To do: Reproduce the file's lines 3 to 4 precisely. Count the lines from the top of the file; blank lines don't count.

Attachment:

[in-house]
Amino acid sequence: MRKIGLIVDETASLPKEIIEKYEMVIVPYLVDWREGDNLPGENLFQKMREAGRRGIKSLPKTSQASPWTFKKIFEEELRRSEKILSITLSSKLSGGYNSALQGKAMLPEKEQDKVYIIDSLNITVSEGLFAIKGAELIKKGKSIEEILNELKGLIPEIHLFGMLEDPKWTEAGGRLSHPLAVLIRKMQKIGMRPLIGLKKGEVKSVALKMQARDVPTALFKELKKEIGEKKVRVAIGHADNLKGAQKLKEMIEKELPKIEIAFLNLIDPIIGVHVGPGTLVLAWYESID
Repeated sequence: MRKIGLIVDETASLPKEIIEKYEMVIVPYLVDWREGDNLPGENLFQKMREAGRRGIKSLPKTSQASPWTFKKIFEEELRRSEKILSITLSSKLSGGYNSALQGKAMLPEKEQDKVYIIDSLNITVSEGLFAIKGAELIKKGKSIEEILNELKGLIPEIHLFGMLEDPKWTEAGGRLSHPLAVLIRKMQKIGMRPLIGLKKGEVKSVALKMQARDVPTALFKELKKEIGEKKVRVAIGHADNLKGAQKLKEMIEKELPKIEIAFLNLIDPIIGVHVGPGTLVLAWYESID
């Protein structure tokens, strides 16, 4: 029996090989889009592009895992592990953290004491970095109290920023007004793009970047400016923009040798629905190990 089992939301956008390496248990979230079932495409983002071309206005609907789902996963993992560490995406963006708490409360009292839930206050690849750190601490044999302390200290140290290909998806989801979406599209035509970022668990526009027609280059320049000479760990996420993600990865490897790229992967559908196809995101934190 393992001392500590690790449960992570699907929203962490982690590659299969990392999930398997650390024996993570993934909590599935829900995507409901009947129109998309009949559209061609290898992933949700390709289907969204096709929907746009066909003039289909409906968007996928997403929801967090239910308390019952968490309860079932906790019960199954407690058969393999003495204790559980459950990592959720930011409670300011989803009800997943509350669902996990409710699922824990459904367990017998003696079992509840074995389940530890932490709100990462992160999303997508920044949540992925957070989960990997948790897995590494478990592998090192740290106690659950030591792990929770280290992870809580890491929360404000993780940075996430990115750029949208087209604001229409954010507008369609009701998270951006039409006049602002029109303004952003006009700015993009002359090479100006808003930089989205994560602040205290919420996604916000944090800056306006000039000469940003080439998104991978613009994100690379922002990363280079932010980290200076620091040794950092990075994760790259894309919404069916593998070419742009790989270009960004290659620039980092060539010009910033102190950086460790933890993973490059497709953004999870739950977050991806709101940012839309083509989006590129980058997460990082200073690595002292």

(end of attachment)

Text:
Repeated sequence: MRKIGLIVDETASLPKEIIEKYEMVIVPYLVDWREGDNLPGENLFQKMREAGRRGIKSLPKTSQASPWTFKKIFEEELRRSEKILSITLSSKLSGGYNSALQGKAMLPEKEQDKVYIIDSLNITVSEGLFAIKGAELIKKGKSIEEILNELKGLIPEIHLFGMLEDPKWTEAGGRLSHPLAVLIRKMQKIGMRPLIGLKKGEVKSVALKMQARDVPTALFKELKKEIGEKKVRVAIGHADNLKGAQKLKEMIEKELPKIEIAFLNLIDPIIGVHVGPGTLVLAWYESID
């Protein structure tokens, strides 16, 4: 029996090989889009592009895992592990953290004491970095109290920023007004793009970047400016923009040798629905190990 089992939301956008390496248990979230079932495409983002071309206005609907789902996963993992560490995406963006708490409360009292839930206050690849750190601490044999302390200290140290290909998806989801979406599209035509970022668990526009027609280059320049000479760990996420993600990865490897790229992967559908196809995101934190 393992001392500590690790449960992570699907929203962490982690590659299969990392999930398997650390024996993570993934909590599935829900995507409901009947129109998309009949559209061609290898992933949700390709289907969204096709929907746009066909003039289909409906968007996928997403929801967090239910308390019952968490309860079932906790019960199954407690058969393999003495204790559980459950990592959720930011409670300011989803009800997943509350669902996990409710699922824990459904367990017998003696079992509840074995389940530890932490709100990462992160999303997508920044949540992925957070989960990997948790897995590494478990592998090192740290106690659950030591792990929770280290992870809580890491929360404000993780940075996430990115750029949208087209604001229409954010507008369609009701998270951006039409006049602002029109303004952003006009700015993009002359090479100006808003930089989205994560602040205290919420996604916000944090800056306006000039000469940003080439998104991978613009994100690379922002990363280079932010980290200076620091040794950092990075994760790259894309919404069916593998070419742009790989270009960004290659620039980092060539010009910033102190950086460790933890993973490059497709953004999870739950977050991806709101940012839309083509989006590129980058997460990082200073690595002292």